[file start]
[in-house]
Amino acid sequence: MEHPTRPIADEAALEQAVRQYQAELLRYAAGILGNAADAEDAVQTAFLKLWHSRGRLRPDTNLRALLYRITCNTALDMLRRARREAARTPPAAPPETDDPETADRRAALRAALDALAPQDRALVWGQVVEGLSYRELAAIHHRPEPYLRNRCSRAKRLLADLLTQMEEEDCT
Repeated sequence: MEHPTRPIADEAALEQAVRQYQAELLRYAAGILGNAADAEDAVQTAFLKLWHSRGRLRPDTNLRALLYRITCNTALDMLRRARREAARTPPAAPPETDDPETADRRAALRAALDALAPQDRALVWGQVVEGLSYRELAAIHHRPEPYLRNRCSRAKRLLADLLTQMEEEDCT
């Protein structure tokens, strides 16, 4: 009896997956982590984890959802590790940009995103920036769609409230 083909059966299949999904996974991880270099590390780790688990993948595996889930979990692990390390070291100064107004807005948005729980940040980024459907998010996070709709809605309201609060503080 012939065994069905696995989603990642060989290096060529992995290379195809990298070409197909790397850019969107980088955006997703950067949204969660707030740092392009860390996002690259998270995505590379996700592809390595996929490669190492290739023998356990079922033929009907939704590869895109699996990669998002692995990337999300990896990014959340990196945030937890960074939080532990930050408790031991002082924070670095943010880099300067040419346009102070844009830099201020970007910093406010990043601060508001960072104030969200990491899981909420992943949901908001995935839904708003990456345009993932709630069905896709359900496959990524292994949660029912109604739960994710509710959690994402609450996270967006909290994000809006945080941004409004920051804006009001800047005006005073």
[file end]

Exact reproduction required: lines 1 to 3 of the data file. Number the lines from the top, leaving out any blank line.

[in-house]
Amino acid sequence: MEHPTRPIADEAALEQAVRQYQAELLRYAAGILGNAADAEDAVQTAFLKLWHSRGRLRPDTNLRALLYRITCNTALDMLRRARREAARTPPAAPPETDDPETADRRAALRAALDALAPQDRALVWGQVVEGLSYRELAAIHHRPEPYLRNRCSRAKRLLADLLTQMEEEDCT
Repeated sequence: MEHPTRPIADEAALEQAVRQYQAELLRYAAGILGNAADAEDAVQTAFLKLWHSRGRLRPDTNLRALLYRITCNTALDMLRRARREAARTPPAAPPETDDPETADRRAALRAALDALAPQDRALVWGQVVEGLSYRELAAIHHRPEPYLRNRCSRAKRLLADLLTQMEEEDCT